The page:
The flight from Hong Kong to Ulaabaatar was a direct flight of 4 1/2 hours. When we got off the plane we said, "Oh, Idaho weather!!" We were scheduled for 5 days there but we got to stay an extra 2 days because our original return flight was canceled. Dinner the first night cost us $59,600 Tuks. We got half a million dollars out of the ATM machine at The Chinggis Kahn hotel, however that was Mongolian money which was about $360 US. In all we spent $1, 100, 000. We are millionaires.

To my dear sister in Washington, I now understand why you complain about the dry weather in Idaho. Going from Hong Kong to Mongolia was very hard on my skin. My lips were dry constantly and the skin on my legs and feet looked like snake skin.

Anyone that has a car is also a taxi driver if they want to be. You flag them down and negotiate a price for the trip. The roads and sidewalks can be very treacherous with potholes and broken pavement. The cars will dodge into the opposing lane of traffic to avoid a pothole. Tom had the "ride of his life" in the front seat during our four hour ride from Ulaabaatar to Darkhan. For a former driver's ed instructor it was terrifying to have the car dodge into the opposite lane of traffic with a car coming at us at 100 km per hour and no brake on your side.

The training and presentations we gave were well received and hopefully will motivate and inspire the leaders and members of Mongolia to move forward in doing Family History. The Mongolian people are very interested in their ancestors.

In a few weeks we plan to go Jakarta, Indonesia.

Sunday, October 14, 2012

Off to Mongolia--October 8-14, 2012

We contacted the Family History missionary couple in Mongolia last week about us coming to do training with them. Tom had been dragging his feet until one of the other senior couples reminded us that the we are here for support of the missionaries in other countries and that they need to see us face to face. In many cases they are isolated from socializing with other missionary couples. Monday morning, Oct. 8, we visited the travel coordinator about travel plans to Mongolia. At that point things progressed very quickly and arrangements have been made for us to go on Thursday, Oct. 18. We will  visit Ulaanbaatar, Darkhan, and Erdenet. We were asked to speak in the two branch Sacrament meetings in Erdenet. We will have a translator with us.When we checked the weather we discovered it will be cold around freezing and it is around 85 here.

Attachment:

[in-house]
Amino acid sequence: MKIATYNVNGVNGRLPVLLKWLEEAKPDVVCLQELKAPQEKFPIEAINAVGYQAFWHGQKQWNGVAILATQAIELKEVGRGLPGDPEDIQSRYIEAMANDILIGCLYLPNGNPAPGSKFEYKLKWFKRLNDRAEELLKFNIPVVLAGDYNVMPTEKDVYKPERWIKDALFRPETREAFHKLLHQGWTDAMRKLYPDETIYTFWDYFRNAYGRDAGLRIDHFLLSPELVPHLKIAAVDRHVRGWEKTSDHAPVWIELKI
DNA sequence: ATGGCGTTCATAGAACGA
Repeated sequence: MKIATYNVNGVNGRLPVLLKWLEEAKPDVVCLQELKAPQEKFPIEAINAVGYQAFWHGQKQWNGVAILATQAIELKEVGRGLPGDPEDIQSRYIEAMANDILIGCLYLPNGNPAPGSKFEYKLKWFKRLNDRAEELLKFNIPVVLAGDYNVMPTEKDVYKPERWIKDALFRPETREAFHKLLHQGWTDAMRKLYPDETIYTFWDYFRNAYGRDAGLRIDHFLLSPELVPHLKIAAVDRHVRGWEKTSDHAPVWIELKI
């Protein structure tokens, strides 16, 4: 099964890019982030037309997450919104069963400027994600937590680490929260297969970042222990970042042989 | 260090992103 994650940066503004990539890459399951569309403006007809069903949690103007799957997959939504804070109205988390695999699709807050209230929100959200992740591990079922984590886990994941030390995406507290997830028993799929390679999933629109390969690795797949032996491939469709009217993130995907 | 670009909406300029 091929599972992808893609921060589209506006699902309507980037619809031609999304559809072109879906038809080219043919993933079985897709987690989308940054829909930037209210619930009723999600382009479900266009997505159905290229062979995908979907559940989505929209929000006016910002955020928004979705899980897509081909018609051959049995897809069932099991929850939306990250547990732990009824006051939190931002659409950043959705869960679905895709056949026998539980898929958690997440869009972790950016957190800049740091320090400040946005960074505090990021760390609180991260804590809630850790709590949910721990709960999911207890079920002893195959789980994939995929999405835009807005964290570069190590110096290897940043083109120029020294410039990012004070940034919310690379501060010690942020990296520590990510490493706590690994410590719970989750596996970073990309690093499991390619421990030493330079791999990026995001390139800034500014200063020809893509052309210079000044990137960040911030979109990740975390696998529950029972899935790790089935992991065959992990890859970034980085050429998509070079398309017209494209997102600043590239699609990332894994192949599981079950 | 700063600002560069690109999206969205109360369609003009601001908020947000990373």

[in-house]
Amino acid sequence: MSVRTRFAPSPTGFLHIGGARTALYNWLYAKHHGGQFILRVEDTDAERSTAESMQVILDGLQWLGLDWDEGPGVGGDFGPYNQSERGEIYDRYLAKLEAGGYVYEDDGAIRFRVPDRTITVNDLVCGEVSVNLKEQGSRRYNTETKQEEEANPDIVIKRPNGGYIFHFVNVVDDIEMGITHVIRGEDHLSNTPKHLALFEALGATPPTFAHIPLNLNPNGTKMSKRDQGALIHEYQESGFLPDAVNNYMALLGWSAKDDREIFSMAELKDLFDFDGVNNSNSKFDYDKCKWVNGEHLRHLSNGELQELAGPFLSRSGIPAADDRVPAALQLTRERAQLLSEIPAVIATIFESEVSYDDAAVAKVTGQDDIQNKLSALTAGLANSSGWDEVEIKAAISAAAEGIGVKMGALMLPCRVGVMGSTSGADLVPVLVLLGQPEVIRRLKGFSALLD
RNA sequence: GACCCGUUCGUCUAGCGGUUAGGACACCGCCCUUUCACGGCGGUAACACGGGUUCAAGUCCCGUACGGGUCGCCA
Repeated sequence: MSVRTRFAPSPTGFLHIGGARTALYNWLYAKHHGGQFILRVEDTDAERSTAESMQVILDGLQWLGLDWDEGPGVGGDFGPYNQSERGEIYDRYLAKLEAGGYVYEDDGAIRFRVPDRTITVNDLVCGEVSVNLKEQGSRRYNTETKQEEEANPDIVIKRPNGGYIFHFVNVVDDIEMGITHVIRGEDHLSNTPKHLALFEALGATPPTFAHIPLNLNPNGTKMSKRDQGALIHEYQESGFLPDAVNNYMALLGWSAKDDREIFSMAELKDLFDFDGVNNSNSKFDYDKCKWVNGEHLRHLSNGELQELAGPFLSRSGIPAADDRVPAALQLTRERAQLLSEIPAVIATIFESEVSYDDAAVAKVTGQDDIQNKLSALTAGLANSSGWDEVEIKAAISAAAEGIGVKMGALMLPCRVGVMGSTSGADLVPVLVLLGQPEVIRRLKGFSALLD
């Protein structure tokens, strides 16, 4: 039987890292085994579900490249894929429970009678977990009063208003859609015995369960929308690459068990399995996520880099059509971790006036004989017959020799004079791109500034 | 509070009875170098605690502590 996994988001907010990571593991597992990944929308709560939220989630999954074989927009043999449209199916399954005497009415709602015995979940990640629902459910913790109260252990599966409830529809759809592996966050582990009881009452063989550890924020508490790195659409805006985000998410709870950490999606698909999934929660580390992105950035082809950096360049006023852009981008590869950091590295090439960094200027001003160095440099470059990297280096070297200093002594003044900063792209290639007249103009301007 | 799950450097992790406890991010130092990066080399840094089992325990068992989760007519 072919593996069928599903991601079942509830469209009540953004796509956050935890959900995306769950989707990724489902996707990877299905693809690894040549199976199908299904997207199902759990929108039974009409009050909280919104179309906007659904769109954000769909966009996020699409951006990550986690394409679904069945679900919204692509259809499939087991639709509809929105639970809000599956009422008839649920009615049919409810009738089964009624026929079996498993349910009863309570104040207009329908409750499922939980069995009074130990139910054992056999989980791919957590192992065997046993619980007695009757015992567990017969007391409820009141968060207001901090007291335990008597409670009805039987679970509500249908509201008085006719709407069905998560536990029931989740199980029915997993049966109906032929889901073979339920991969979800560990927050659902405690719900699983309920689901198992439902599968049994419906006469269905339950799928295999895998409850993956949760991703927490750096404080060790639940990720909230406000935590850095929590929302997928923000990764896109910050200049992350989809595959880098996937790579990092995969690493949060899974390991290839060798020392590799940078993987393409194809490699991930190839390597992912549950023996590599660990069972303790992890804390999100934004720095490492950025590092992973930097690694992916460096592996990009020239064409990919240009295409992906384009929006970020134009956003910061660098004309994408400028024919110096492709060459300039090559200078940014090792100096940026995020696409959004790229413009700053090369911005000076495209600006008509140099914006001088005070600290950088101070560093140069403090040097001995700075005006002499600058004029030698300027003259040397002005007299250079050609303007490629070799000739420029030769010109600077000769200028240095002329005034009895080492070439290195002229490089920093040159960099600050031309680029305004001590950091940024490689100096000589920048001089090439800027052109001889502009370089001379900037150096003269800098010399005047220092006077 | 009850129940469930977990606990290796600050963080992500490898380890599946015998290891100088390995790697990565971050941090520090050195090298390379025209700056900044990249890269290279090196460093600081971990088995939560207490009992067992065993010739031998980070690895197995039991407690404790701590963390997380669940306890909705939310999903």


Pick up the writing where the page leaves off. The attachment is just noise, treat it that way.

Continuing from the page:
We had a very good Family Home Evening under the direction of the Browns in which we discussed how adversity can be a positive thing in our lives and the Lord's tender mercies.

We were checking the 1940 census and found Tom's biological father and grandfather. In the 1940 census we discovered that Tom's biological father had several siblings.

We worked on updating some Power Point presentations for us to use in Mongolia for the training of the Priesthood Leaders and the Family History consultants.

Tom got his first haircut in Hong Kong on Wednesday. He was amazed that he got his hair washed three times before the haircut and again after the haircut. Getting a haircut in Hong Kong can be scary because the hair stylist speaks limited English.

Tom is striving to learn Joseph Smith's First Vision in Cantonese. He feels he has to understand each word regardless of structure in order for it to stick. Cantonese structure is much different from English.

Tom has been working on more of Grandpa's Pearls of Wisdom. However he does have a hard time, in my opinion, putting into understandable language for young children. I guess that comes from working with high schoolers all his life.

For our trip to Mongolia, one of the other missionaries brought us $90,500 Tugriks (pronounced tooks) which is worth about $510 HK or $65.80 US.